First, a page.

For starters, it’s difficult to establish credibility for a claim that your entity “will spare no effort to do all that is necessary to bring to justice whoever has committed such crimes” when a linchpin of your strategy seems to involve asking those who have committed these crimes to turn themselves in, presumably in the absence of evidence. I must confess to having limited knowledge of the particulars of criminology, but I’m fairly certain the success rate here isn’t terribly high.
As for that last part — the spiel about how the church would never deign to cover up or underplay accusations — let’s consider the case of McCarrick. As early as 2000, the Catholic Church had been informed of claims of improper sexual activity by the priest. According to an Oct. 1 article in The Washington Post, there were at least four complaints against McCarrick, who was eventually suspended for allegations he groped an altar boy. The case also attracted attention because there were plenty of other prelates and Vatican officials who were allegedly willing to cover up for him.
Does this sound like a case in which self-reporting of grievous crimes is going to work?
But now as ever, Reuters subscribes to the Pope Francis mythos — anything he does must be a radical departure from the hidebound traditions of Catholicism and it must be for the good.
Here’s the opening of their story: “Pope Francis on Friday urged predator priests who have sexually abused minors to turn themselves in, making one of his strongest comments ever on the crisis sweeping the Roman Catholic Church.”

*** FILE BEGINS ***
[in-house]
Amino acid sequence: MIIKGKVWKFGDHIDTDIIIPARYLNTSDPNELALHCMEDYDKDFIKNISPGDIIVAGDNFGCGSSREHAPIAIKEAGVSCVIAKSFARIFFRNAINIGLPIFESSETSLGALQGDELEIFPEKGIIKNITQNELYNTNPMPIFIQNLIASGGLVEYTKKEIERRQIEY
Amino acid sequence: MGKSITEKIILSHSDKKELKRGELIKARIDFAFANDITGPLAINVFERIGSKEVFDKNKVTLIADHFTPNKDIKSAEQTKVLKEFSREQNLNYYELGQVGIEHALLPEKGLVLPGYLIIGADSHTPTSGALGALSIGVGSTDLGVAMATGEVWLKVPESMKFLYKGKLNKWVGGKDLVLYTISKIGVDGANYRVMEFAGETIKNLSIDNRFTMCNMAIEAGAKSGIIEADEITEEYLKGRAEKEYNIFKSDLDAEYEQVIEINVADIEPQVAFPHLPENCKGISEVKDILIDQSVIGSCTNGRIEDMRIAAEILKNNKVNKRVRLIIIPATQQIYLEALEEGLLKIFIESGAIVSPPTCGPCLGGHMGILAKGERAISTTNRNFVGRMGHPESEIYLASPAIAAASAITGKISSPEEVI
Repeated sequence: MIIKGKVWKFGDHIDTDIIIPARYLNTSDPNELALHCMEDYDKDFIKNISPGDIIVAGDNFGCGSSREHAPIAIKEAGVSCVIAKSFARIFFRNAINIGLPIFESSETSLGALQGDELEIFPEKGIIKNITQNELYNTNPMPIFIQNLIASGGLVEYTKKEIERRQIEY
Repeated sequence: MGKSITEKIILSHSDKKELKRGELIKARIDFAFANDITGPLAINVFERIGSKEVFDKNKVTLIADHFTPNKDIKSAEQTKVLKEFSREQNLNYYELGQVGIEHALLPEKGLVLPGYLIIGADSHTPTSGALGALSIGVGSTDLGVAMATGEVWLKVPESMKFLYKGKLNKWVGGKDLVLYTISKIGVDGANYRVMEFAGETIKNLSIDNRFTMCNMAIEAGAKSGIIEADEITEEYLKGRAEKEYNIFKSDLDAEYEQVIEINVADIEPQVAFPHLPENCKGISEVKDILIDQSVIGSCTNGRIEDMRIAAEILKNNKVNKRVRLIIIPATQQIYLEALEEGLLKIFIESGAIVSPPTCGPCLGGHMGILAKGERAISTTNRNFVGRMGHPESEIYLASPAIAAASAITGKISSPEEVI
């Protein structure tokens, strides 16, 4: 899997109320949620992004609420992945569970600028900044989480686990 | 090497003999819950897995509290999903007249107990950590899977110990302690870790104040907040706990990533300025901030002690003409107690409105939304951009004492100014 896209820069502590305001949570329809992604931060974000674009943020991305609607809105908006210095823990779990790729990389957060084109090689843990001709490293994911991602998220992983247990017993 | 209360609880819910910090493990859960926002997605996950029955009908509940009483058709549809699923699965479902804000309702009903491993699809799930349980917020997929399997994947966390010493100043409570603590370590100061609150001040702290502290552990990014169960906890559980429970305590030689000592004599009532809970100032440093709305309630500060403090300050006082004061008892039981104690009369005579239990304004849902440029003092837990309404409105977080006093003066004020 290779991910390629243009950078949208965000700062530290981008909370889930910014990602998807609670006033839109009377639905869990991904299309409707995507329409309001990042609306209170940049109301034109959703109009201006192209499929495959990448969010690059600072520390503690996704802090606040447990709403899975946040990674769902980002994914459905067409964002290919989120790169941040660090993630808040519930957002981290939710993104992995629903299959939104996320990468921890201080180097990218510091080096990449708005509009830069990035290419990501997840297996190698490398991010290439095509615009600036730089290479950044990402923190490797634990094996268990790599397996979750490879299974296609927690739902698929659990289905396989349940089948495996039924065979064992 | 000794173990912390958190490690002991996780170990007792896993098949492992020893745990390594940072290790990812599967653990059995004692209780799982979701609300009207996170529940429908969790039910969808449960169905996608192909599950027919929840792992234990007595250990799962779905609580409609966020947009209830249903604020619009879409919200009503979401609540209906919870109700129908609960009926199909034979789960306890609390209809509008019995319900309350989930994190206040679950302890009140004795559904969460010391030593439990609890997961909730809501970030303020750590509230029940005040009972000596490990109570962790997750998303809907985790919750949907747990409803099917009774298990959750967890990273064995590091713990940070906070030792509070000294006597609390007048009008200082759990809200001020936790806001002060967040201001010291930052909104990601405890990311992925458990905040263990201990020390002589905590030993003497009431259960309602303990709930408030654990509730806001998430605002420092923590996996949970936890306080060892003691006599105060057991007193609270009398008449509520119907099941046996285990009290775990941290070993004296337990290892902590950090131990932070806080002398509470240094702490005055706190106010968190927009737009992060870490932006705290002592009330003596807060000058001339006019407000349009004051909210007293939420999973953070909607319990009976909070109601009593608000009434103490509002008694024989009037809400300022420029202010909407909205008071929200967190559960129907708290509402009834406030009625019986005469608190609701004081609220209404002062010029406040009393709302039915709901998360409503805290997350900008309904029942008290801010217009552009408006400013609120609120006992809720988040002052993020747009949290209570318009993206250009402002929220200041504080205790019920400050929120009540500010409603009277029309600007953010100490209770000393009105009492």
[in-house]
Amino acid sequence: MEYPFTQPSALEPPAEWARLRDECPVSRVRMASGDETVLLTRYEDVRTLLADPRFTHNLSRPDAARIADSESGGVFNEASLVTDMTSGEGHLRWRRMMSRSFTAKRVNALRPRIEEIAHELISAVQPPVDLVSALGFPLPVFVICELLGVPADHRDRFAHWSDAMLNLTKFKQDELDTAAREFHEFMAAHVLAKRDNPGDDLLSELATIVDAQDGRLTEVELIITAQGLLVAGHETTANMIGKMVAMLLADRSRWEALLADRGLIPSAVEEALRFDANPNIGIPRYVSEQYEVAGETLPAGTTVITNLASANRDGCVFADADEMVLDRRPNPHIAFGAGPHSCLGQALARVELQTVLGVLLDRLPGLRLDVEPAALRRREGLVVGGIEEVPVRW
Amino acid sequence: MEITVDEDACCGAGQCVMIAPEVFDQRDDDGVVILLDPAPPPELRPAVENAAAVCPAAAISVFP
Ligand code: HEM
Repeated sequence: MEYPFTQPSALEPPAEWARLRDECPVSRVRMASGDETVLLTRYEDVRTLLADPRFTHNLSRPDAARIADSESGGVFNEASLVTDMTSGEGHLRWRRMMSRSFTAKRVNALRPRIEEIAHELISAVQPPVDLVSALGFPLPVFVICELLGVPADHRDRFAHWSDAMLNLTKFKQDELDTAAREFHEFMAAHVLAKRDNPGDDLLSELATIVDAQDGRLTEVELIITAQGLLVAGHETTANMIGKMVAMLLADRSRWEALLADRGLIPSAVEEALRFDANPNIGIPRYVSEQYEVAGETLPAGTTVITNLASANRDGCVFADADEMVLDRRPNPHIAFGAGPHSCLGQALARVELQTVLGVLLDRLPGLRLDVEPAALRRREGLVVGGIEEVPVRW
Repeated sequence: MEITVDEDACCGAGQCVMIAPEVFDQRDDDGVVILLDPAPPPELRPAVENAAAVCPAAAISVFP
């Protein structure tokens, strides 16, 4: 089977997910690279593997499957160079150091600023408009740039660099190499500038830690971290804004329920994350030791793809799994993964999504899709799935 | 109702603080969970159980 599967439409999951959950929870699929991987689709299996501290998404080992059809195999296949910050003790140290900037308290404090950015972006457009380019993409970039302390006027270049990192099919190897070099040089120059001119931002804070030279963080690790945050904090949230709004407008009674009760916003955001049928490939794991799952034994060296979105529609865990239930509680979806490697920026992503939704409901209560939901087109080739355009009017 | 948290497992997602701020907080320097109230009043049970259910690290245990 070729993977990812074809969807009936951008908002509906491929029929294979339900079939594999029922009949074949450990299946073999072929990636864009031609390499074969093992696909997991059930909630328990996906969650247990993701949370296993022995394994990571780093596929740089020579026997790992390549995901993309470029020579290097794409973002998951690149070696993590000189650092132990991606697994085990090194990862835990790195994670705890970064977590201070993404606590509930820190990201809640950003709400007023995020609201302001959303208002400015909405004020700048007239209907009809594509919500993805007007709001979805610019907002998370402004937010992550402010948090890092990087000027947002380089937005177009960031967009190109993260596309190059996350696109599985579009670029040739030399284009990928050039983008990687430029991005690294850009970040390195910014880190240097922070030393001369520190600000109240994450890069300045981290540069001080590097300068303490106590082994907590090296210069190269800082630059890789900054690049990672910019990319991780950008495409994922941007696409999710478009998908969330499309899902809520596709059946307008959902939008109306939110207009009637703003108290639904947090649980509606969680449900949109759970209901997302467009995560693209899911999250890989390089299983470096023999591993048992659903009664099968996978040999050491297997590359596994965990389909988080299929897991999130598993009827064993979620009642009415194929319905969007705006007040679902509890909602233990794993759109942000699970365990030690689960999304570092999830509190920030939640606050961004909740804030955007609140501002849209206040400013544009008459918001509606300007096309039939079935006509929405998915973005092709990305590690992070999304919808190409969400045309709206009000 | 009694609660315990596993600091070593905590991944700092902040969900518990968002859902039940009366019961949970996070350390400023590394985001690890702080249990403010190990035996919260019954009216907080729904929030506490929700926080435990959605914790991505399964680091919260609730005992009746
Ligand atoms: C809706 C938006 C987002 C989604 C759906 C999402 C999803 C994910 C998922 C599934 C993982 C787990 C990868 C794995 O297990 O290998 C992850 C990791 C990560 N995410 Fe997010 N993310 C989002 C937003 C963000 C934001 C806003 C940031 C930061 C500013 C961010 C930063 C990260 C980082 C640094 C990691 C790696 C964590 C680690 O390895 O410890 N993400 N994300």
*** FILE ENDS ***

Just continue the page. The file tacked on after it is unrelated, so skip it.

I will confess further to not having the best memory in the world, but I can at least take some solace in having better recall than Reuters writer Philip Pullella. After all, as he was typing that part about “one of his strongest comments ever on the crisis sweeping the Roman Catholic Church,” he literally forgot that right before that comma, he reported that Pope Francis’ solution to the crisis was priests self-reporting their own crimes.
Just imagine if this worked outside of the Catholic Church. Sorry, policemen — we can lay off most of you. When someone decides to flee a traffic stop because they have a bloody knife under the passenger’s seat, they would cut off the 120 mph chase once they lost the cop car and drive directly to the police station. There, they would turn himself in — presumably to the only other policeman in town, busy playing FreeCell on the precinct computer because all crime now solves itself — and throw themselves on the mercy of the court.
No need for handcuffs, a jury trial, even a prison. They’d just stand in one place for 10 years until their sentence was finished and then go back out into society.
Aside from a few practical hitches, this sounds great.
Unfortunately, this works about as well outside of the walls of the Vatican as it does inside of them, and judging by the fact that this comment by Francis was the foregrounded takeaway from the Curia address, it seems that now as ever, the Vatican is going to pretend to take this crisis seriously for the 32,044th time while doing less than nothing about it.
Victims and believers deserve better.